Saturday, August 21, 2010

Review: Crystal Nights and Other Stories

Crystal Nights and Other Storiesis Greg Egan's latest short story collection. I gave Egan's last book a poor review, but that was a novel, not a short story collection. Egan's talent at crafting a good short story is second only to Ted Chiang's, and this book definitely shows it off in spades.

One big theme of the book is the implications of quantum mechanics. Three stories revolve around it: Oracle, Border Guards, and Singleton. For Border Guards, Egan even invents the sport of Quantum Soccer.

Several stories deal with computation and simulation: Crystal Nights, in particular, but also many of the other stories, including one, Steve Fever, in which humans are used as pieces in an automaton. Another related story, Tap, reflects on the relationship between experience and words, and introduces several concepts that were a lot of fun to explore and think about.

In all cases, the science seems correct: in particular, there's no FTL, and a lot of transportation comes from beaming a scanned person around: Egan clearly believes that in a resource constrained future, sending human bodies around would be too massive a waste of resources to consider.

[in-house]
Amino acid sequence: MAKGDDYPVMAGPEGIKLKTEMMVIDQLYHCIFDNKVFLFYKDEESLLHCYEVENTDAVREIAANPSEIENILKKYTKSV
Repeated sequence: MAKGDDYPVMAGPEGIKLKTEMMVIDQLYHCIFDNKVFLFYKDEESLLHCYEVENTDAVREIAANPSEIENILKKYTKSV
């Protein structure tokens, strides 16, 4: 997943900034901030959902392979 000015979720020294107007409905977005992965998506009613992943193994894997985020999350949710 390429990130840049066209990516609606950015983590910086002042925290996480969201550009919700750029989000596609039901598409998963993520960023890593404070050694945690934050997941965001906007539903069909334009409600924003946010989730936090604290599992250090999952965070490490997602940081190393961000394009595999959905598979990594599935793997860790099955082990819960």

Most of the stories end with a satisfying conclusion, but a couple of stories felt like the author suddenly stopped when he ran out of paper (or ideas, or had written himself into a corner). Even those stories were full of interesting ideas. The first story, Lost Continent, clearly came from Egan's own philanthropic work in recent years on refugee's rights. I also enjoyed how Egan sets the stories in Australia whenever he can.

All in all, an excellent short story collection, full of stories I somehow missed over the years. Recommended.
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